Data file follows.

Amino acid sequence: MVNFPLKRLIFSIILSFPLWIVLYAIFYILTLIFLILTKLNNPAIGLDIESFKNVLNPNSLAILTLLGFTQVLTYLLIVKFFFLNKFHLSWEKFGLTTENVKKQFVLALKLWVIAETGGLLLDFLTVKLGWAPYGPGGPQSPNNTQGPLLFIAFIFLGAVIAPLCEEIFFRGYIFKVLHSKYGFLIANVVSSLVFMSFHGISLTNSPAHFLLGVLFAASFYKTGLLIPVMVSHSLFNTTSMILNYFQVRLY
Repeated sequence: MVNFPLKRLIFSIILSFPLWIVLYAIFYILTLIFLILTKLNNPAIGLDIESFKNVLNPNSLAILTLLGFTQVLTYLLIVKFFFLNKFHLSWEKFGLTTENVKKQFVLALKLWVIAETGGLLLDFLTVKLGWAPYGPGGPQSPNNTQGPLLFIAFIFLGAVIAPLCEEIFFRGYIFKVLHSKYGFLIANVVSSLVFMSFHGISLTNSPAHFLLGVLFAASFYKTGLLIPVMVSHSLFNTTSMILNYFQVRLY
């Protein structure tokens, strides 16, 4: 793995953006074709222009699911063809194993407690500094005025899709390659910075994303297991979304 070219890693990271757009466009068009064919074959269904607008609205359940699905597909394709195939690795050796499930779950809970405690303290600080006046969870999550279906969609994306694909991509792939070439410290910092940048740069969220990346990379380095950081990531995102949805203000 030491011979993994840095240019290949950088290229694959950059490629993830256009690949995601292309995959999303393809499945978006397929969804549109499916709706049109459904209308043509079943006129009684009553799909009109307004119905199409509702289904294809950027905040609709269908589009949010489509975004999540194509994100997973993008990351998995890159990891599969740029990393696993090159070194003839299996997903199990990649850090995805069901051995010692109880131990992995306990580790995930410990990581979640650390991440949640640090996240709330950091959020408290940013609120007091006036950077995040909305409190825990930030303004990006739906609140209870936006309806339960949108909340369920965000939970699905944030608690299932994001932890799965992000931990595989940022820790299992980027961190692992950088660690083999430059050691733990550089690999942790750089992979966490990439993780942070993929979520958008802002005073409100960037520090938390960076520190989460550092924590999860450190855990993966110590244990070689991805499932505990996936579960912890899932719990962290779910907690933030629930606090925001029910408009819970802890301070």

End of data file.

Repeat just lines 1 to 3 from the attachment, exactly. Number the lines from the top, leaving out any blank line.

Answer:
Amino acid sequence: MVNFPLKRLIFSIILSFPLWIVLYAIFYILTLIFLILTKLNNPAIGLDIESFKNVLNPNSLAILTLLGFTQVLTYLLIVKFFFLNKFHLSWEKFGLTTENVKKQFVLALKLWVIAETGGLLLDFLTVKLGWAPYGPGGPQSPNNTQGPLLFIAFIFLGAVIAPLCEEIFFRGYIFKVLHSKYGFLIANVVSSLVFMSFHGISLTNSPAHFLLGVLFAASFYKTGLLIPVMVSHSLFNTTSMILNYFQVRLY
Repeated sequence: MVNFPLKRLIFSIILSFPLWIVLYAIFYILTLIFLILTKLNNPAIGLDIESFKNVLNPNSLAILTLLGFTQVLTYLLIVKFFFLNKFHLSWEKFGLTTENVKKQFVLALKLWVIAETGGLLLDFLTVKLGWAPYGPGGPQSPNNTQGPLLFIAFIFLGAVIAPLCEEIFFRGYIFKVLHSKYGFLIANVVSSLVFMSFHGISLTNSPAHFLLGVLFAASFYKTGLLIPVMVSHSLFNTTSMILNYFQVRLY
């Protein structure tokens, strides 16, 4: 793995953006074709222009699911063809194993407690500094005025899709390659910075994303297991979304 070219890693990271757009466009068009064919074959269904607008609205359940699905597909394709195939690795050796499930779950809970405690303290600080006046969870999550279906969609994306694909991509792939070439410290910092940048740069969220990346990379380095950081990531995102949805203000 030491011979993994840095240019290949950088290229694959950059490629993830256009690949995601292309995959999303393809499945978006397929969804549109499916709706049109459904209308043509079943006129009684009553799909009109307004119905199409509702289904294809950027905040609709269908589009949010489509975004999540194509994100997973993008990351998995890159990891599969740029990393696993090159070194003839299996997903199990990649850090995805069901051995010692109880131990992995306990580790995930410990990581979640650390991440949640640090996240709330950091959020408290940013609120007091006036950077995040909305409190825990930030303004990006739906609140209870936006309806339960949108909340369920965000939970699905944030608690299932994001932890799965992000931990595989940022820790299992980027961190692992950088660690083999430059050691733990550089690999942790750089992979966490990439993780942070993929979520958008802002005073409100960037520090938390960076520190989460550092924590999860450190855990993966110590244990070689991805499932505990996936579960912890899932719990962290779910907690933030629930606090925001029910408009819970802890301070």